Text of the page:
Stamboul Train by Graham Greene

Vintage Digital/ 2010/ e-book/ Print length: 216 pages/ My own copy/ 4*

Stamboul Train was first published in the UK in 1932 and was renamed Orient Express when it was published in the USA. My copy is an e-book, with an Introduction by Christopher Hitchins.

I read it in February and didn’t find time to write about it then, so this is just a mini review that really only skates over the surface of the novel. I enjoyed it, set in the early 1930s, about a three day journey on the luxurious Orient Express travelling from Ostend to Constantinople (Instanbul or Stamboul), via Cologne, Vienna and Belgrade.

Greene weaves a web of subterfuge, murder and politics around his characters, including Carleton Myatt, a Jewish businessman, who trades in currants; Coral Musker, a dancer, a chorus girl on her way to join the Dunn’s Babies dance troupe in Constantinople; a journalist, Mabel Warren, a lesbian who drinks too much; Dr Czinner, a Yugoslavian on his own mission of revolution (as Hutchins describes it), a dissident communist leader, travelling under the name of schoolteacher Richard John – Mabel has recognised him as Dr Czinner and is after a scoop from him for her newspaper; and Josef Grünlich, a murdurous burglar. .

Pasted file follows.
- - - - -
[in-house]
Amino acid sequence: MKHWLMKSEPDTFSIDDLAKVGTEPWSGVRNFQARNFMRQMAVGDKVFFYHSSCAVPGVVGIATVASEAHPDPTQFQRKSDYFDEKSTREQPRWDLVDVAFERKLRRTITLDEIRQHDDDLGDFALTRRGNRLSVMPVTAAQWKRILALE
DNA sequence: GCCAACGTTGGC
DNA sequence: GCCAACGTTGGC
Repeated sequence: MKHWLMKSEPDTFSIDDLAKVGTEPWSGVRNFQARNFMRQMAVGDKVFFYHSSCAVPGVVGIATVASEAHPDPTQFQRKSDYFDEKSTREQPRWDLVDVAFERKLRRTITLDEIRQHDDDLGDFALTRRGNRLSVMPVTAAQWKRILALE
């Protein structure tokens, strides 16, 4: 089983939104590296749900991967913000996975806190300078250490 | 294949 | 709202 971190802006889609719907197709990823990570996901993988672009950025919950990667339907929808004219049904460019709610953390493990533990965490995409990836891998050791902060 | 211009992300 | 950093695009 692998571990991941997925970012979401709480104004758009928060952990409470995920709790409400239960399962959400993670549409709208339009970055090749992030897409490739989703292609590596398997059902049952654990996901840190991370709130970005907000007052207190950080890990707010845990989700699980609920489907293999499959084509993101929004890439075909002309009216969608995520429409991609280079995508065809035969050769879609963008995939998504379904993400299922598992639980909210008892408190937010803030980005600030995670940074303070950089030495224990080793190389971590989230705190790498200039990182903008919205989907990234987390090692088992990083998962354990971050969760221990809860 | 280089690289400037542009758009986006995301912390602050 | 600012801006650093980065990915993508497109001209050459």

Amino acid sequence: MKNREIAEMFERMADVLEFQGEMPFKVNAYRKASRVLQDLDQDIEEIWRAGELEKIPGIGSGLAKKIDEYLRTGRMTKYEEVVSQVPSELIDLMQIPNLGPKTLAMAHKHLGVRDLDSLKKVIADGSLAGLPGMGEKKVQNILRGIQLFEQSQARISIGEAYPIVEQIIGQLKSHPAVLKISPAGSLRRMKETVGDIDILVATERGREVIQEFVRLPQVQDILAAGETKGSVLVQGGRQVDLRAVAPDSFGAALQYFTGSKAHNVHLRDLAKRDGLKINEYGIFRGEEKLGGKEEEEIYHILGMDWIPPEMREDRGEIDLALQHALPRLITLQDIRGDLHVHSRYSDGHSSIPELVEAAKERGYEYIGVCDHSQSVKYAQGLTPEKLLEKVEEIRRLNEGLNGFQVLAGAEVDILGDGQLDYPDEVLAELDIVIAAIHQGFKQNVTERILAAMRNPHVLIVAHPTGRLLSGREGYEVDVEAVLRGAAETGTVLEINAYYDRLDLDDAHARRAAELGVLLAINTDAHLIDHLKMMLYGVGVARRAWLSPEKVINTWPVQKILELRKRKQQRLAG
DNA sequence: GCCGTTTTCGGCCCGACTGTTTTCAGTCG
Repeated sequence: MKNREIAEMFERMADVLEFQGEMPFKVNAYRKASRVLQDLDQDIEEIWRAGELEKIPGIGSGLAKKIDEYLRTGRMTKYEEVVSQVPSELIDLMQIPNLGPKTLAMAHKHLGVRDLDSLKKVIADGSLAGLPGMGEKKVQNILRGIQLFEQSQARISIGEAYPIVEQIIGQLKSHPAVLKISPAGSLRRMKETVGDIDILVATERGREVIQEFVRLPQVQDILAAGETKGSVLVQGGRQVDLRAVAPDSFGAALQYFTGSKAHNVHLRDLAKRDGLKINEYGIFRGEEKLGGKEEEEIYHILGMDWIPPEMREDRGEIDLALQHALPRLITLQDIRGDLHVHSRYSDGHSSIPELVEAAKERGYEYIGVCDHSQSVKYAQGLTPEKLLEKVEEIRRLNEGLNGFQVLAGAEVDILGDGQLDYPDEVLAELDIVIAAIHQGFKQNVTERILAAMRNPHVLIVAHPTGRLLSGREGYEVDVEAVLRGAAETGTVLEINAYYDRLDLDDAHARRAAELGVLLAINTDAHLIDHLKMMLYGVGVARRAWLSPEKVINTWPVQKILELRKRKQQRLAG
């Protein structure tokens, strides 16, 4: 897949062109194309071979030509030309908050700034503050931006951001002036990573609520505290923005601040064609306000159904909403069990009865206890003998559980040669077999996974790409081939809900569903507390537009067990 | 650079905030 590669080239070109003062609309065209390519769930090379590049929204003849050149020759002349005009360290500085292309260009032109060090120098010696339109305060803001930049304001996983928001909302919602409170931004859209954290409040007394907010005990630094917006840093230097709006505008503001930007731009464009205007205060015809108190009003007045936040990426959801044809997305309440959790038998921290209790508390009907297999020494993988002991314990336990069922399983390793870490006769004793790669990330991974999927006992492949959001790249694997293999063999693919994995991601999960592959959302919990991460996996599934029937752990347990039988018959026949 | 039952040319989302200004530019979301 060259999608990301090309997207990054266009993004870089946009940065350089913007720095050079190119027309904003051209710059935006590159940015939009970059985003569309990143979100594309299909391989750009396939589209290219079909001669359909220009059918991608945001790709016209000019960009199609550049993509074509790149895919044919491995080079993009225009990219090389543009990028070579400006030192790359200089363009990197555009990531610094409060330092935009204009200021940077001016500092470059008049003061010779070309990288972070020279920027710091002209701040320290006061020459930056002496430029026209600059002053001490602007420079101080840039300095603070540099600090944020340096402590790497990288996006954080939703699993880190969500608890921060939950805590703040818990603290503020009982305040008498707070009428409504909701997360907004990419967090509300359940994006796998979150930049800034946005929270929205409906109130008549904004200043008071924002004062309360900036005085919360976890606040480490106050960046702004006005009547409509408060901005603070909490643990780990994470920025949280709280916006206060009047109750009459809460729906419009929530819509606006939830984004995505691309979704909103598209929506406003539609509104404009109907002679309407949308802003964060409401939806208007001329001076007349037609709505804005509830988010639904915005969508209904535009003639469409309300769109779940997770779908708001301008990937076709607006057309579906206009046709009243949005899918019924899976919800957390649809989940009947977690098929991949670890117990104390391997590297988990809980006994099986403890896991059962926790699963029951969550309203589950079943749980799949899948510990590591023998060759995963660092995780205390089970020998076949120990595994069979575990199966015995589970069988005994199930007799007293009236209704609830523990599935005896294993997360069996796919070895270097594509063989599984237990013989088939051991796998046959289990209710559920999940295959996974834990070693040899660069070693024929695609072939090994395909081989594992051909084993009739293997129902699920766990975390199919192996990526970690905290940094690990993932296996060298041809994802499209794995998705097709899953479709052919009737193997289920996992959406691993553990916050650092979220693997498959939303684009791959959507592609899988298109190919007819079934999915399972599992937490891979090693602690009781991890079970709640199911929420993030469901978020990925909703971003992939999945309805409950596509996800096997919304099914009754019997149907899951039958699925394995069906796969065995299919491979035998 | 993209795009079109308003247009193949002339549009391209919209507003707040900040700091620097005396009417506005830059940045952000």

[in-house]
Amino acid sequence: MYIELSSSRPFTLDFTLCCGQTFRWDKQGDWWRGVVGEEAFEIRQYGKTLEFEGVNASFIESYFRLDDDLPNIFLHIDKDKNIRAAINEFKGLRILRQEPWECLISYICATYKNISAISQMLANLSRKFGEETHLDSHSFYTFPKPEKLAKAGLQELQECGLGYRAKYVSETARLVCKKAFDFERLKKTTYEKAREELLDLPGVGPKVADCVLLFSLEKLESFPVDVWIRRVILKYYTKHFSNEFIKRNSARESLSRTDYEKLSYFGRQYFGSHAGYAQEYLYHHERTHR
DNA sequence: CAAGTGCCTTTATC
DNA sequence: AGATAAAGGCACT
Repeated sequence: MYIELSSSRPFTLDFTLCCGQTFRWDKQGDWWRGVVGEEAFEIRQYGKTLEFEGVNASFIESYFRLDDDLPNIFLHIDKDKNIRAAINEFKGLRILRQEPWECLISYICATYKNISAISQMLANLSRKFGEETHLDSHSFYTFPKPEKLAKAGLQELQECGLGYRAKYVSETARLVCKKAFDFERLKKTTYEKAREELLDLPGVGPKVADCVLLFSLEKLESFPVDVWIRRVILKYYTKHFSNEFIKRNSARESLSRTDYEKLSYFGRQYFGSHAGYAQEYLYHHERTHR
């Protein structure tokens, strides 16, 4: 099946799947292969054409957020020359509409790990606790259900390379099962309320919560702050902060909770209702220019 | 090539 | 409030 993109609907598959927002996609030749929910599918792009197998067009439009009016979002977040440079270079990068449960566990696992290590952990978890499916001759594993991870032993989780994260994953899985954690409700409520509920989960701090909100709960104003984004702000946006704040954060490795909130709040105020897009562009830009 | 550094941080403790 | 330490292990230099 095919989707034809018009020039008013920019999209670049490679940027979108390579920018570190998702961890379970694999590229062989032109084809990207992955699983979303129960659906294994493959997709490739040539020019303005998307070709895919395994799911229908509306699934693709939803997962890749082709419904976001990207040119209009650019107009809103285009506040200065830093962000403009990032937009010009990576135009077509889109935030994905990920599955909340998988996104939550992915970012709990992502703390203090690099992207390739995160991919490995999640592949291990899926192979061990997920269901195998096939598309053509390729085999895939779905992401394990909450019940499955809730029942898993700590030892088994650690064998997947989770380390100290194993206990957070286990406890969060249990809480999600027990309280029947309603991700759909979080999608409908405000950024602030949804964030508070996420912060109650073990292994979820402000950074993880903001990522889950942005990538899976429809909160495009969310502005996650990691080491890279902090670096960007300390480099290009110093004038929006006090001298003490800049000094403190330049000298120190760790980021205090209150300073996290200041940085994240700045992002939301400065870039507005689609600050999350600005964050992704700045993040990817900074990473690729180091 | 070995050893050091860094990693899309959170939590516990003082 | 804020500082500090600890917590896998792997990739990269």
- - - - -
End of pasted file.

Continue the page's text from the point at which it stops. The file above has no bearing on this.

It’s a dismal book in some respects. Written in 1931, it reflects the anti-Semitism of the period, although I think Greene’s description of Myatt’s generosity towards Coral in giving her his berth in a first-class sleeping compartment shows some sympathy towards Jews. Having said that, I also think the characters as a whole are stereotypical, but the tension that he builds around them is palpable.

Greene’s storytelling saved the book for me, with descriptions of the train itself and the glimpses of the countryside as the train speeds along – as well as Myatt’s dramatic car journey through the snow-laden countryside to and from the railway station at Subotica on the Yugoslavian border. Written just as the Nazi party was preparing to take power in Germany there is a sense of unease throughout the novel.